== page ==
We were told we should have taken a multi-trip policy but that wouldn't have suited because there are limits on the duration and number of trips we could take. We were to be travelling in North America over 12 months but with the possibility of unplanned short terms returns to Australia. We understood that we wouldn't be covered while in Australia, but wanted the policy to resume once we left again. If we had continued travelling overseas after we arrived back in Australia as planned, we could have been in a terrible situation if we had a medical issue in the US. We are adding this to our list of the "gotchas" perpetrated on travelling Australians who try to do the right things by their insurers.. By the way, we are still waiting after six months for the partial refund to appear back on our card.

Paul Lewis, Sunshine Beach, QLD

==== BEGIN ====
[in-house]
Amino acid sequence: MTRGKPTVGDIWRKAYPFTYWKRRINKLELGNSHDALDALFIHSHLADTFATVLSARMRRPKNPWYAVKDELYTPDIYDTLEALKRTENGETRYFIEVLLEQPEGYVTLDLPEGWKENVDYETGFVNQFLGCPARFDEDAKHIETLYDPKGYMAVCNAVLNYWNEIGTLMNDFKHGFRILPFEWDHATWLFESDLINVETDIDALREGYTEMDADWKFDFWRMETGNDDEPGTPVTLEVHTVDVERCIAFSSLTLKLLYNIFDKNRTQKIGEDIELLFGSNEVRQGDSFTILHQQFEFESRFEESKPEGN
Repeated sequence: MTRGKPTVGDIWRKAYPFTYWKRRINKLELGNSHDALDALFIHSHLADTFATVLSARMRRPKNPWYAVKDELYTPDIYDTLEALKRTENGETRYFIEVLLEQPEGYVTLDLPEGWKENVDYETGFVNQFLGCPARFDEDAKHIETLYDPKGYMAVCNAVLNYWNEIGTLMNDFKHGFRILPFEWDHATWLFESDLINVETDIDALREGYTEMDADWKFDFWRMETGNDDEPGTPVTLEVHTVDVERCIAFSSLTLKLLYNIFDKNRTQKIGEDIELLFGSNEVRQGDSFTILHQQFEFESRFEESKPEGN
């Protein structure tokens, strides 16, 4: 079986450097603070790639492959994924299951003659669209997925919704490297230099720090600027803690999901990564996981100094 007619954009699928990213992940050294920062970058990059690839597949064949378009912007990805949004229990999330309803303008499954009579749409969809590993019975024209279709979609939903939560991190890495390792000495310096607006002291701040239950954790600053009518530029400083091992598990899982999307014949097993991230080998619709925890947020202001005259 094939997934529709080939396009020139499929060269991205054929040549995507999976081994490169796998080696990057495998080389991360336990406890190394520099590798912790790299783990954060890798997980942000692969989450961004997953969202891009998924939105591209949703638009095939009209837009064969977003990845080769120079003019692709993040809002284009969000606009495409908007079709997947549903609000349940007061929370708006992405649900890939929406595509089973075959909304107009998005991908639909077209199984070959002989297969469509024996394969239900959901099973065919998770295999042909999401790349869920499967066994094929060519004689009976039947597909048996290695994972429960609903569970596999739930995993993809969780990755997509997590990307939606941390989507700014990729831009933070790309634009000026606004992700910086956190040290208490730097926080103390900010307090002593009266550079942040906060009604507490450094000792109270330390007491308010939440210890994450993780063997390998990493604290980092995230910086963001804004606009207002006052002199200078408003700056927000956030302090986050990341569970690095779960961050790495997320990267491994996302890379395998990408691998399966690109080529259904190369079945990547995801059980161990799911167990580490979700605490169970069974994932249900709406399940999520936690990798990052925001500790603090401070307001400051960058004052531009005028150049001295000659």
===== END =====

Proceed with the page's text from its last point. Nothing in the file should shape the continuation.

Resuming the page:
GONG WITH THE WIND

We are a couple of Sydney dwellers who recently had a holiday in Wollongong. It was a delightful surprise, an area packed with wonderful coastal walks, bike tracks and so many "food with a view" options we planned our eating carefully to fit it all in. The Wollongong art gallery was a treat and we exhausted our brains at the hands on, designed for kids, science centre. We will return for the Illawarra museum (which was closed due to COVID-19 restrictions), the walk up to Mount Keira, snorkelling in Bushrangers Bay and to tackle the Great Pacific Walk. Don't miss the Port Kembla heritage walk if you are interested in the impact World War Two had on Wollongong.

Bettina Harris, Hornsby Heights, NSW

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SORRY IS THE HARDEST WORD

I am holding my breath in the hope of an unreserved apology from NSW Premier Berejiklian to the scores of ACT citizens who were grossly inconvenienced by her mismanagement of recent NSW border changes.

Chris Smith, Kingston, ACT

SNOW JOB